I have a wet plate camera made by Ray at Star and it's a nicely constructed camera--no complaints. I also have a silver box made by Steve/BlackArt and the construction is beautiful--he does great work. My studio mate has a back that Ty made and the construction is top notch. Ty's 8x10 camera looks gorgeous, so if you don't want to wait 6 months, I'd jump on that deal.

  4. #4

    Re: Wet Plate camera manufacturers?

    Whatever you do, ensure that you have enough bellows. Because you will probably be using longer and larger lenses (perhaps 15" to 18" for 8x10) WP cameras often need more extension than film cameras. With 8x10 I have found that I often need 38", double the size of my 19" portrait lens. This is a lot of bellows, but I have found that I am not happy with less. I routinely have my Deardorff at maximum draw (32"?)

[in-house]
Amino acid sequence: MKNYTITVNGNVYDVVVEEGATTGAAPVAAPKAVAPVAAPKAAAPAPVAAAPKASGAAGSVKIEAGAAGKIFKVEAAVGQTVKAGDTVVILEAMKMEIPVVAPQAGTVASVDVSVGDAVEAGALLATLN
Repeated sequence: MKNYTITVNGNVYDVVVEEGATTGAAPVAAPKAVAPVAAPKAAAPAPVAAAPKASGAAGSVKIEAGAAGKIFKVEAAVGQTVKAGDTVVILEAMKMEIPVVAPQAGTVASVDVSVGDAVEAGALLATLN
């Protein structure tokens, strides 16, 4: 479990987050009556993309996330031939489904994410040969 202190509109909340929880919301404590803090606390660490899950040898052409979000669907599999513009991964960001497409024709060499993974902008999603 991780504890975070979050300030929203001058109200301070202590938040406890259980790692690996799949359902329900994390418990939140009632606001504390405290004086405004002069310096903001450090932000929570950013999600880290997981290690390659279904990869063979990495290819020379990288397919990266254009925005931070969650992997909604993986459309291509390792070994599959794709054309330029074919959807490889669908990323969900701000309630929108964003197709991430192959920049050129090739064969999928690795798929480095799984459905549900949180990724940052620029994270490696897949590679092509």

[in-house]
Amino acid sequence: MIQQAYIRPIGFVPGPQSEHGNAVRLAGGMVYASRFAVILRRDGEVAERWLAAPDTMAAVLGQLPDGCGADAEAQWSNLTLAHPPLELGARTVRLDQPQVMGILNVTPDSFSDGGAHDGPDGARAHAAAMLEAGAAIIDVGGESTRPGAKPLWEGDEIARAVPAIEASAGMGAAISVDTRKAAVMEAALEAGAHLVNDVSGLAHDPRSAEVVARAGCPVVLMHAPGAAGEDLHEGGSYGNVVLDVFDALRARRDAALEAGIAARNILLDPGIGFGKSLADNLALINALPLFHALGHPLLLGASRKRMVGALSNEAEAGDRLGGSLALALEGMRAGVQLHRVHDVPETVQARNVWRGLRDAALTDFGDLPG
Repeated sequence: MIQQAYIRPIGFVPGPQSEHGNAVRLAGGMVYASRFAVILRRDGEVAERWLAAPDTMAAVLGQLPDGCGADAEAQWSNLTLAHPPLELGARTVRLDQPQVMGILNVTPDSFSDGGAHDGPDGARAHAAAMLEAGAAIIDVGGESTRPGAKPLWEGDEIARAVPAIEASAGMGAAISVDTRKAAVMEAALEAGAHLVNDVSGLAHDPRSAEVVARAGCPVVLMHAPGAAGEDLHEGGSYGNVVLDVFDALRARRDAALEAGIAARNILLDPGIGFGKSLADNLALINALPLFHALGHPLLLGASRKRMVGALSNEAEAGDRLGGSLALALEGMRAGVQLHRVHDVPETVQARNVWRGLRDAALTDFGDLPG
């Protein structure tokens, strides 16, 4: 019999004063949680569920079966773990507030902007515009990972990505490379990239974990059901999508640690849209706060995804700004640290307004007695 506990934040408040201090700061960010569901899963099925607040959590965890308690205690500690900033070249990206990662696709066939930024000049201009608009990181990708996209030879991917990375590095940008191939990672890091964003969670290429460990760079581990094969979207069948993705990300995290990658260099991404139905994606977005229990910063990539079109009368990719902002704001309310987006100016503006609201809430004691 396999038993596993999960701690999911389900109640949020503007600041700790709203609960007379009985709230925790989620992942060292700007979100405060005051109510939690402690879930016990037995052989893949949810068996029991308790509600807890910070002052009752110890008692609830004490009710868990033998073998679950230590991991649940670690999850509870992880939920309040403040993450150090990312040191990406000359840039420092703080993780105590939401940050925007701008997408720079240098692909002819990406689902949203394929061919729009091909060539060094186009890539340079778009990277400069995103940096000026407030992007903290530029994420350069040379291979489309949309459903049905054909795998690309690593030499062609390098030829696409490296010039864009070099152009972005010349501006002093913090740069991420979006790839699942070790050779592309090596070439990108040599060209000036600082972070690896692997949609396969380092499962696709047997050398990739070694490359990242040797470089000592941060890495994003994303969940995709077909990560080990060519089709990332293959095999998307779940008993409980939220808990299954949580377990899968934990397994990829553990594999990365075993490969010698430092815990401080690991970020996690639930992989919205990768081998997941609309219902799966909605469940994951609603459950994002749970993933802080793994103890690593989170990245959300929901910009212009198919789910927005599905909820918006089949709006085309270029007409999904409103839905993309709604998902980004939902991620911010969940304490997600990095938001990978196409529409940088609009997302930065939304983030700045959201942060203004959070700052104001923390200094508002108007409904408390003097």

5. #5
    Michael Jones's Avatar
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    Re: Wet Plate camera manufacturers?

    Ditto for the 8x10 Ty has for sale:

    http://www.tyguillory.com/Wet%20plat...for%20sale.htm

    That's who made mine.

    Mike

  6. #6

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    Re: Wet Plate camera manufacturers?

    Quote Originally Posted by Jason Greenberg Motamedi View Post
    Whatever you do, ensure that you have enough bellows. Because you will probably be using longer and larger lenses (perhaps 15" to 18" for 8x10) WP cameras often need more extension than film cameras. With 8x10 I have found that I often need 38", double the size of my 19" portrait lens. This is a lot of bellows, but I have found that I am not happy with less. I routinely have my Deardorff at maximum draw (32"?)